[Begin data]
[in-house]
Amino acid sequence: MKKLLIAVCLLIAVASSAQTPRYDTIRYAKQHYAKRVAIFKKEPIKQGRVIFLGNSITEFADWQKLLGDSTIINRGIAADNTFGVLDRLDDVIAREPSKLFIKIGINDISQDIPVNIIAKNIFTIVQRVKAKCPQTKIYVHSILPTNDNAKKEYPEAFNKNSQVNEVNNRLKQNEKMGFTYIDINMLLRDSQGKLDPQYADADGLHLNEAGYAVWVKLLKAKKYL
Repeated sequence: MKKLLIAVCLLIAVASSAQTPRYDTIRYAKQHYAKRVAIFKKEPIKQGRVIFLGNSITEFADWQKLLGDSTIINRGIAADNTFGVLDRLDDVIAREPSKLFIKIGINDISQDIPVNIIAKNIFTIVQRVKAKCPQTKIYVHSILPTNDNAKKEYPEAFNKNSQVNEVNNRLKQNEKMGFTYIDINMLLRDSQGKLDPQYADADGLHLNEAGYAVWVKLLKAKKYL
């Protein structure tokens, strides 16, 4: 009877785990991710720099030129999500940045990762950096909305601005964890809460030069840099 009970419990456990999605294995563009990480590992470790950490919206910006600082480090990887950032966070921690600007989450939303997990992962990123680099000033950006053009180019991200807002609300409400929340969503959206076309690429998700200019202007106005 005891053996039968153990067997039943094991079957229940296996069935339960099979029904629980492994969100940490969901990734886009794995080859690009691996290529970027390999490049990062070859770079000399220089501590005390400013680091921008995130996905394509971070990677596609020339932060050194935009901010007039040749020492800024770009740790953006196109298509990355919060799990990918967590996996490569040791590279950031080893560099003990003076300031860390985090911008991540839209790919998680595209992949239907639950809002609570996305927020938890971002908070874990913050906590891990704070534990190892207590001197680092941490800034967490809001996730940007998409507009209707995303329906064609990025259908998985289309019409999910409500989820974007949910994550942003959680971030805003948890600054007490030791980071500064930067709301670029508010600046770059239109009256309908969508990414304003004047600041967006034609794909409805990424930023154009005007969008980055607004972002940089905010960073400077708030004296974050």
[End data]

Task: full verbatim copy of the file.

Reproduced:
[in-house]
Amino acid sequence: MKKLLIAVCLLIAVASSAQTPRYDTIRYAKQHYAKRVAIFKKEPIKQGRVIFLGNSITEFADWQKLLGDSTIINRGIAADNTFGVLDRLDDVIAREPSKLFIKIGINDISQDIPVNIIAKNIFTIVQRVKAKCPQTKIYVHSILPTNDNAKKEYPEAFNKNSQVNEVNNRLKQNEKMGFTYIDINMLLRDSQGKLDPQYADADGLHLNEAGYAVWVKLLKAKKYL
Repeated sequence: MKKLLIAVCLLIAVASSAQTPRYDTIRYAKQHYAKRVAIFKKEPIKQGRVIFLGNSITEFADWQKLLGDSTIINRGIAADNTFGVLDRLDDVIAREPSKLFIKIGINDISQDIPVNIIAKNIFTIVQRVKAKCPQTKIYVHSILPTNDNAKKEYPEAFNKNSQVNEVNNRLKQNEKMGFTYIDINMLLRDSQGKLDPQYADADGLHLNEAGYAVWVKLLKAKKYL
């Protein structure tokens, strides 16, 4: 009877785990991710720099030129999500940045990762950096909305601005964890809460030069840099 009970419990456990999605294995563009990480590992470790950490919206910006600082480090990887950032966070921690600007989450939303997990992962990123680099000033950006053009180019991200807002609300409400929340969503959206076309690429998700200019202007106005 005891053996039968153990067997039943094991079957229940296996069935339960099979029904629980492994969100940490969901990734886009794995080859690009691996290529970027390999490049990062070859770079000399220089501590005390400013680091921008995130996905394509971070990677596609020339932060050194935009901010007039040749020492800024770009740790953006196109298509990355919060799990990918967590996996490569040791590279950031080893560099003990003076300031860390985090911008991540839209790919998680595209992949239907639950809002609570996305927020938890971002908070874990913050906590891990704070534990190892207590001197680092941490800034967490809001996730940007998409507009209707995303329906064609990025259908998985289309019409999910409500989820974007949910994550942003959680971030805003948890600054007490030791980071500064930067709301670029508010600046770059239109009256309908969508990414304003004047600041967006034609794909409805990424930023154009005007969008980055607004972002940089905010960073400077708030004296974050």